Ever feel stuck in a rut? Lacking in creativity and innovation?
It’s so easy to come to work, stare at our computers, and execute the same tasks day after day while losing sight of the bigger picture. Our work can become boring and lifeless – for us and our clients.
That’s why I’m a big advocate for getting out of the office to learn and brainstorm with my teammates. My most recent opportunity was a road trip to Minneapolis with our editorial team to attend the City and Regional Magazine Association’s annual conference.
More than 350 magazine professionals from around the country gathered in the Renaissance Hotel on Third Street to learn from and encourage each other in our craft.
The highlights included hearing from Bob Love, editor in chief of AARP magazine, David Stillman, author and expert on bridging the gap between generations, and David Granger and David Curcurito, former partners in crime at Esquire magazine.
Did you know AARP has more than 38.6 million readers? They are a lesson in intentionality. According to Bob, mission is their superpower. They are the industry leader in audience segregation, publishing three unique magazines, each targeted toward a different decade of reader. They also stay faithful to reader engagement, ensuring content is focused on their three main priorities – health, wealth, and self.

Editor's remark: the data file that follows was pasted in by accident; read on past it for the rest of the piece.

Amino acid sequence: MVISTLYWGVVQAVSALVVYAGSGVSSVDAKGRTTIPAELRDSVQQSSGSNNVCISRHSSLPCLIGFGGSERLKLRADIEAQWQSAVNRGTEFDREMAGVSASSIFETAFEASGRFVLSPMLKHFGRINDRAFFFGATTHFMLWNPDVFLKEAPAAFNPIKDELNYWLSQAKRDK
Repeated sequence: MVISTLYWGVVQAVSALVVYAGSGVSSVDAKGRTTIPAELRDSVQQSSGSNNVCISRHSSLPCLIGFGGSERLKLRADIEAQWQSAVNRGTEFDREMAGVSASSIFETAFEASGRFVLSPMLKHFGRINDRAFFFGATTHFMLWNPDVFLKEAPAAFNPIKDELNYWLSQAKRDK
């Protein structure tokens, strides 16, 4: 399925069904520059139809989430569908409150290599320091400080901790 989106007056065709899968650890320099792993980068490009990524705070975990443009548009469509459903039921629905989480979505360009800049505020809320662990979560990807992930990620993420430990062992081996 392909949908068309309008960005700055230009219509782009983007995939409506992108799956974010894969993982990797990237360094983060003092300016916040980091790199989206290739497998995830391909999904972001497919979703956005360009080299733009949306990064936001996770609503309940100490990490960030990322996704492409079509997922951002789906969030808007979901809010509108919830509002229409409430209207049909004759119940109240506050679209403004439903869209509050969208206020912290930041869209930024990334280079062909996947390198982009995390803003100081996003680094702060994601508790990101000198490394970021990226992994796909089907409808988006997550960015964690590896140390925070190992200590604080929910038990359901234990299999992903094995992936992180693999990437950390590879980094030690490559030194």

Did you know that Generation Z will comprise 40% of all consumers by 2020? According to David Stillman, this generation is a misunderstood group and very different than their millennial counterparts. Born between 1995 and 2012, Gen Z grew up during the recession, has a “Hunger Games” mindset, is competitive with their peers, and is incredibly price-conscious. They are digital natives, our future employees, and unlike their millennial friends, only 8% prefer an open-concept workspace.
What’s the craziest, most creative thing you’ve tried recently? Two former members of Esquire’s editorial team shared example after example of crazy stuff they tried looking for new ways to tell a story. From hand lettering a cover to sending an amateur photographer across the country, they were never afraid to think outside the box. Their talk was a lesson in what can come from letting your wordsmiths and visual artists play.
As for the rest of my takeaways, well they’re staying with me. I can’t give away all my secrets!